Press statement
Palawa kani names the new icebreaker – nuyina: southern lights

Tasmanian Aborigines are delighted that the name chosen for the Antarctic division’s newest icebreaker is from palawa kani the language of Tasmanian Aborigines.

The word nuyina means the southern lights, the Aurora Australis.

We congratulate the students of both Saint Virgil’s college Hobart and Secret Harbour Primary School in Western Australia for their winning choice of this word.

The Tasmanian Aboriginal Centre was very happy to approve the word’s use. Firstly, it honours Tasmanian Aboriginal language and its continuing adaptions over hundreds of years to new circumstances and uses. Secondly, this choice rewards the admirable attitudes expressed by all the young people across Australia who nominated any Aboriginal name for the vessel. We commend the Australian Antarctic Division for devising a competition for schools as the way to select the name, and the opportunity that gave so many young people to give serious thought to articulating statements about history, the environment, science, scholarship – and in our view, most importantly – their responsibility to Aboriginal people. We were very impressed with the statements we received from students who asked to submit palawa kani names.

It’s been a long time since the word nuyina was shared by Aborigines with government agent George Augustus Robinson, as they watched the lights together in 1831 from near Ansons Bay and again in 1837 from Flinders Island. Since that time our original six to 12 languages were decimated to the point where not enough of any one of them remains today to form a whole language. But strong Aboriginal community efforts led to the revival in the 1990s of one statewide language, palawa kani, which combines authentic words and usages from language is spoken before invasion.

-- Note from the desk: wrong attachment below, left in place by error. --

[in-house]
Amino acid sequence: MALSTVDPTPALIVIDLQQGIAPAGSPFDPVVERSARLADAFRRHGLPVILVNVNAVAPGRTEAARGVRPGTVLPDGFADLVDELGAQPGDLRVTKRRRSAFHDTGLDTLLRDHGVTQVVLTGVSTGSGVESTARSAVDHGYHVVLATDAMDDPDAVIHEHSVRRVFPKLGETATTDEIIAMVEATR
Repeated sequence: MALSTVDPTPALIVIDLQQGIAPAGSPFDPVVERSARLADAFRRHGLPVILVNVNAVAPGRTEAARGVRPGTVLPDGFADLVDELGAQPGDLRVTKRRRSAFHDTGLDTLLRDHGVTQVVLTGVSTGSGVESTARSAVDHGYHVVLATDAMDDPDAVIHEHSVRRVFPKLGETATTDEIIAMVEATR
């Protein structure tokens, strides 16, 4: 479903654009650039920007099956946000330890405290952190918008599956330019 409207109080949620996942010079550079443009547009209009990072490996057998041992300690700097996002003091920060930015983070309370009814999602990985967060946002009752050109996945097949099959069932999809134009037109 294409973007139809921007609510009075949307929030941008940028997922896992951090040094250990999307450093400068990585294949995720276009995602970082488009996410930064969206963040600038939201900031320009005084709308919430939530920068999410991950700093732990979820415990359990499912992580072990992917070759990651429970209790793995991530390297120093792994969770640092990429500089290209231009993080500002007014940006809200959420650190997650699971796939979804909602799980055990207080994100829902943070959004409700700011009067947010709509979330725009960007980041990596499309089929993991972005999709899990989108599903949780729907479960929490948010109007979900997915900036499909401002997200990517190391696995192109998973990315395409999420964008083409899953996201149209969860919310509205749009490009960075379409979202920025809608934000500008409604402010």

By now, three generations of Aboriginal children have grown up learning to speak palawa kani. It is also is becoming increasingly valued and sought after in Tasmanian public life from MONA’s dark MOFO festival and TMAG installations to a children’s TV animated show and now a period for a thriller film under production; in 14 original place names slowly beginning to appear on official signs and maps and the Australian Maritime College’s newest underwater AUV.

Such acknowledgement of authentic Aboriginal language in Tasmania has long been overdue and much welcome by the Tasmanian Aboriginal community. We look forward to further opportunities for the appropriate collaborations; today’s great news about this naming is a perfect example of one.

Daisy Allan

palawa kani Language Worker

29 September 2017